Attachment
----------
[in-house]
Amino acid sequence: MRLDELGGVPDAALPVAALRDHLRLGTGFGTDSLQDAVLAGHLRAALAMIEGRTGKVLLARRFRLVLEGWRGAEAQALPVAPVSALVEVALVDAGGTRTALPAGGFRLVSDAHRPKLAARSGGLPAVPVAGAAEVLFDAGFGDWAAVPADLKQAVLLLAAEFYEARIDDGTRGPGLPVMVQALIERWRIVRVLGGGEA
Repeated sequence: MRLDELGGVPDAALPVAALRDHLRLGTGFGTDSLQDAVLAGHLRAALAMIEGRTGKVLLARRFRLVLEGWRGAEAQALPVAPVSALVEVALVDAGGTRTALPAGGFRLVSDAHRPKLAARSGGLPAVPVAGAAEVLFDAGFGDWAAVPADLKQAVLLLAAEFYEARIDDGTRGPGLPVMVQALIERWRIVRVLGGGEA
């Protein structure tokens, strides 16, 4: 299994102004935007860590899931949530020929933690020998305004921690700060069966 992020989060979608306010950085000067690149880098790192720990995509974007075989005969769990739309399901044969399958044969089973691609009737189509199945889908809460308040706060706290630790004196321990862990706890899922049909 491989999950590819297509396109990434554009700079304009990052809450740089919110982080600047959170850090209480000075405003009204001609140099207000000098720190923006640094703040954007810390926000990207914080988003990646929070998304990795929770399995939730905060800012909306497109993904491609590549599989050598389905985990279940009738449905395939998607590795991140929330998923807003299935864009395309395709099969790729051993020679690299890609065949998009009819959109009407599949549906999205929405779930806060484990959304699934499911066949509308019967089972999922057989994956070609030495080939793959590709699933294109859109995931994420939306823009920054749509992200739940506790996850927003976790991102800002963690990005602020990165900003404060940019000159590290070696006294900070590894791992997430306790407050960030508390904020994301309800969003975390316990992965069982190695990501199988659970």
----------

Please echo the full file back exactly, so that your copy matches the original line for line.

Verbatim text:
[in-house]
Amino acid sequence: MRLDELGGVPDAALPVAALRDHLRLGTGFGTDSLQDAVLAGHLRAALAMIEGRTGKVLLARRFRLVLEGWRGAEAQALPVAPVSALVEVALVDAGGTRTALPAGGFRLVSDAHRPKLAARSGGLPAVPVAGAAEVLFDAGFGDWAAVPADLKQAVLLLAAEFYEARIDDGTRGPGLPVMVQALIERWRIVRVLGGGEA
Repeated sequence: MRLDELGGVPDAALPVAALRDHLRLGTGFGTDSLQDAVLAGHLRAALAMIEGRTGKVLLARRFRLVLEGWRGAEAQALPVAPVSALVEVALVDAGGTRTALPAGGFRLVSDAHRPKLAARSGGLPAVPVAGAAEVLFDAGFGDWAAVPADLKQAVLLLAAEFYEARIDDGTRGPGLPVMVQALIERWRIVRVLGGGEA
């Protein structure tokens, strides 16, 4: 299994102004935007860590899931949530020929933690020998305004921690700060069966 992020989060979608306010950085000067690149880098790192720990995509974007075989005969769990739309399901044969399958044969089973691609009737189509199945889908809460308040706060706290630790004196321990862990706890899922049909 491989999950590819297509396109990434554009700079304009990052809450740089919110982080600047959170850090209480000075405003009204001609140099207000000098720190923006640094703040954007810390926000990207914080988003990646929070998304990795929770399995939730905060800012909306497109993904491609590549599989050598389905985990279940009738449905395939998607590795991140929330998923807003299935864009395309395709099969790729051993020679690299890609065949998009009819959109009407599949549906999205929405779930806060484990959304699934499911066949509308019967089972999922057989994956070609030495080939793959590709699933294109859109995931994420939306823009920054749509992200739940506790996850927003976790991102800002963690990005602020990165900003404060940019000159590290070696006294900070590894791992997430306790407050960030508390904020994301309800969003975390316990992965069982190695990501199988659970």